Glad you liked the weblog. Here is the latest post: https://fulltimefixie.wordpress.com/2012/09/10/the-big-cycle-adventure-part-2/

  2. Steve I.

    PS- Oops, I thought I was posting this on your regular blog page, not “about”.

  3. Interesting read! I’ve made a similar lifestyle change, for very similar reasons, except I scrapped the rented flat to live outdoors and cycle tour permanently instead!

    Very impressed to see you wild camping, I do it but I’m a 6’2″ bloke… takes guts for a girl! Photos of your bike remind me of when I started permanently touring early 2011 – I also carried two 40 litre Ortlieb panniers, a bottle, a flask and a few bits and bobs. The more you do it the less stuff you will need – 18 months later I’m down to just one 20 litre bag and a water bottle. I scrapped the tent and sleep in a bivvy bag instead. It’s not just about being nimble and lightweight – owning less stuff, carrying less stuff is much less hassle when walking around off the bike, less stuff to worry about and look after, and a light bike that you can pick up and post over gates or carry up stairs.

    I found your blog through a link from Sheldon Brown’s site, because I was reading up on fixed gear. I want to upgrade my cheapo gents’ hybrid to a lightweight custom steel-framed rigid 29″-wheeled mountain bike, and I’m considering single speed or more likely just three gears – I certainly don’t need the twenty-one gears on my current bike! It’s distracting flicking through them all. I don’t see myself on a fixie because I like to stand up and coast when going over bumpy rocks and tree roots in the woods.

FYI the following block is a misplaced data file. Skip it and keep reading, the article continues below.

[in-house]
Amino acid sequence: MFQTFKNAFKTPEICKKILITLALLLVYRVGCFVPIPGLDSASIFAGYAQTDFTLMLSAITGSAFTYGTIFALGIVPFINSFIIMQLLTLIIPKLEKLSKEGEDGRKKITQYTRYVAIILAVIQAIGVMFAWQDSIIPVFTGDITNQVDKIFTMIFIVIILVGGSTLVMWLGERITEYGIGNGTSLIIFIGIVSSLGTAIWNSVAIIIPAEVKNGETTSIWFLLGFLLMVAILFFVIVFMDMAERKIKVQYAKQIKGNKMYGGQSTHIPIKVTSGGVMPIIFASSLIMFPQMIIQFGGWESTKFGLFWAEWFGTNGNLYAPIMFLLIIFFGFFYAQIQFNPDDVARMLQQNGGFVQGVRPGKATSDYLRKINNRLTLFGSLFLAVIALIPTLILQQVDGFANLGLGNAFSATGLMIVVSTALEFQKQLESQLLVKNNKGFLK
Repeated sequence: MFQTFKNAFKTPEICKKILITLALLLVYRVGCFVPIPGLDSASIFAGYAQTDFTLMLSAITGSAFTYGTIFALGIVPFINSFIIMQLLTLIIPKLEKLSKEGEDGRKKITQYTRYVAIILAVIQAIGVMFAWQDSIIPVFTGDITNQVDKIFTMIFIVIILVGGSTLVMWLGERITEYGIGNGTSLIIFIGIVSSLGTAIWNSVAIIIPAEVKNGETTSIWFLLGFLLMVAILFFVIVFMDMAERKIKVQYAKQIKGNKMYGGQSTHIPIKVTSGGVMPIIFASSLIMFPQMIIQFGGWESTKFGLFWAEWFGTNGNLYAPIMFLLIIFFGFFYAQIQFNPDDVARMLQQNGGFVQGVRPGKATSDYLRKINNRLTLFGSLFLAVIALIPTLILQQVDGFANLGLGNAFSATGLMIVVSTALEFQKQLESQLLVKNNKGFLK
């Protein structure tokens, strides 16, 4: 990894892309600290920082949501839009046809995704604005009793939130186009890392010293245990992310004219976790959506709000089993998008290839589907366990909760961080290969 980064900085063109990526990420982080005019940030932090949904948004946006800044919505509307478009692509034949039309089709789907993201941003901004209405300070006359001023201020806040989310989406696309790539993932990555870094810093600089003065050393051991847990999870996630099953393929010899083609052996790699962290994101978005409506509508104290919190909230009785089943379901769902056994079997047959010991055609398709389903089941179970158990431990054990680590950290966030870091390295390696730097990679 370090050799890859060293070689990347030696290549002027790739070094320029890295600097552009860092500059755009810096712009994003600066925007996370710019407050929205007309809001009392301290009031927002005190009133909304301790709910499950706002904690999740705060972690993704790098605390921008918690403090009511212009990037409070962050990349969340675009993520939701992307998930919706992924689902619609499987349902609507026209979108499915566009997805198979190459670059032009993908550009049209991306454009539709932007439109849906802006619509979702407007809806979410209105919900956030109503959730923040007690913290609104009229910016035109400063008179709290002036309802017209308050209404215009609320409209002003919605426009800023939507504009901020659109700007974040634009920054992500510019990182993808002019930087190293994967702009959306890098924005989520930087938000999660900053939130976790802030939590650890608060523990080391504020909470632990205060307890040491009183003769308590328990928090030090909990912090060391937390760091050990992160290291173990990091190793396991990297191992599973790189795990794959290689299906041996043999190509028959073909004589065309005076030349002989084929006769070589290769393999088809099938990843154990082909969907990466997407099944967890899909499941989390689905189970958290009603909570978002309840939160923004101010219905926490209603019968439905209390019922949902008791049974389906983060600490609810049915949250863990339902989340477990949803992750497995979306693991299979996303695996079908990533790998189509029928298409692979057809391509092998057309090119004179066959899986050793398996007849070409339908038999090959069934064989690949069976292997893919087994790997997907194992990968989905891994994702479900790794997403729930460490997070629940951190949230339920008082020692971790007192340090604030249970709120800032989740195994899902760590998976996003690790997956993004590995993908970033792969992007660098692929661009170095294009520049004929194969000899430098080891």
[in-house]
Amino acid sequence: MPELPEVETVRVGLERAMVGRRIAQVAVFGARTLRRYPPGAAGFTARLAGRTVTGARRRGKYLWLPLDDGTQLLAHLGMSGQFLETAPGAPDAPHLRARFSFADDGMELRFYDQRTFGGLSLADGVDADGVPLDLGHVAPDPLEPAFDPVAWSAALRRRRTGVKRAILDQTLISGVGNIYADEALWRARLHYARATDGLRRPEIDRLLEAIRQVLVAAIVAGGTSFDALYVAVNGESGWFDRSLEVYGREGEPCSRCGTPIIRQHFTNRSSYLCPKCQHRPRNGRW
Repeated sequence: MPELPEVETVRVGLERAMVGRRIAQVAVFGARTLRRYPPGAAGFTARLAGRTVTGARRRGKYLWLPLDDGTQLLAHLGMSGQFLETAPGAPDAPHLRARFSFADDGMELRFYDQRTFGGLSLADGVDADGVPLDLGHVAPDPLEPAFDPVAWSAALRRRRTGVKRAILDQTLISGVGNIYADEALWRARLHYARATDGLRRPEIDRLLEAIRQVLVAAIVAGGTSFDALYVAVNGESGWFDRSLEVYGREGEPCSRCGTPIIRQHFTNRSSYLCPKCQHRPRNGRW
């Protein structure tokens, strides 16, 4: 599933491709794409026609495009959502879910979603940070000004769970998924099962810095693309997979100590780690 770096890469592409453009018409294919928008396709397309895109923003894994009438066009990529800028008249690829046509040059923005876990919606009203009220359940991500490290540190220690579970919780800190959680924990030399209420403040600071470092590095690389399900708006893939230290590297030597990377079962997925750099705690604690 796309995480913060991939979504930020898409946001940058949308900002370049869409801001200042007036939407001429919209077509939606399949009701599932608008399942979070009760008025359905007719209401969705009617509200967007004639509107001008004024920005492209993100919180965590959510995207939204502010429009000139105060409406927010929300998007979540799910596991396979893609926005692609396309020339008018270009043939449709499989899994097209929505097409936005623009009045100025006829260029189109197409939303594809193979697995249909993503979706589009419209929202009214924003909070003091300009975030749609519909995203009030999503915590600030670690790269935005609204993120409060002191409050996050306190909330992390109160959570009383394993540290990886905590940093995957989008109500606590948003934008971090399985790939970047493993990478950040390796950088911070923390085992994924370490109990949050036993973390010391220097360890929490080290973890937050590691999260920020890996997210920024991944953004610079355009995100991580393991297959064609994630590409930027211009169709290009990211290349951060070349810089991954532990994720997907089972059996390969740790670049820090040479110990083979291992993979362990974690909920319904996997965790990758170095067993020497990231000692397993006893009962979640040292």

I used to ride road bikes with skinny tyres around Central London at breakneck speeds, and have also been known to thrash them down bumpy canal towpaths and fall in muddy ditches during the night! Having now turned thirty I’m just glad I’m still alive after all that and have reverted to fat, comfy tyres, a more upright riding position to enjoy the view, touring the back streets and the bridleways. 30psi is just so comfortable, like riding a sofa! Not that slow either, since the main resistance experienced when cycling comes from wind, not fat tyres.

    I know riding tarmac on a racer is faster and more efficient, but I don’t like riding amongst traffic. Riding fat tyres tempts me to head off-road at the earliest opportunity, where all is quiet except for the birdsong and the wind in the trees =)

    Anyway good luck with your continued adventures… I hope you manage to keep riding around this Winter, thus joining the hardcore all-weather cycling family! I have a blog too at http://www.piano-tuning.co.uk

  4. Thanks a lot for creating this website. I found your post on single speed vs free wheel really informative! I am in the market for a new bike, and actually I didn’t know that you could make a single speed bike freewheel, so that was very helpful.



    • Hi Alex. Thanks again. I’ve had a quick look at your weblog myself and I’m sure I will comment soon. It looks like you too deal in looking through the disinformation and find common truth. I hope you have a good journey with finding a bike, and keep my updated. Fixed gear and single speed seem to get so much flack now for being “trendy”, that it’s important to even the balance by showing that they are also brilliant bikes. Keep me updated on what you choose. I’ve been thinking of writing a post showing how my challenge has changed me even 2 years later.. watch this space.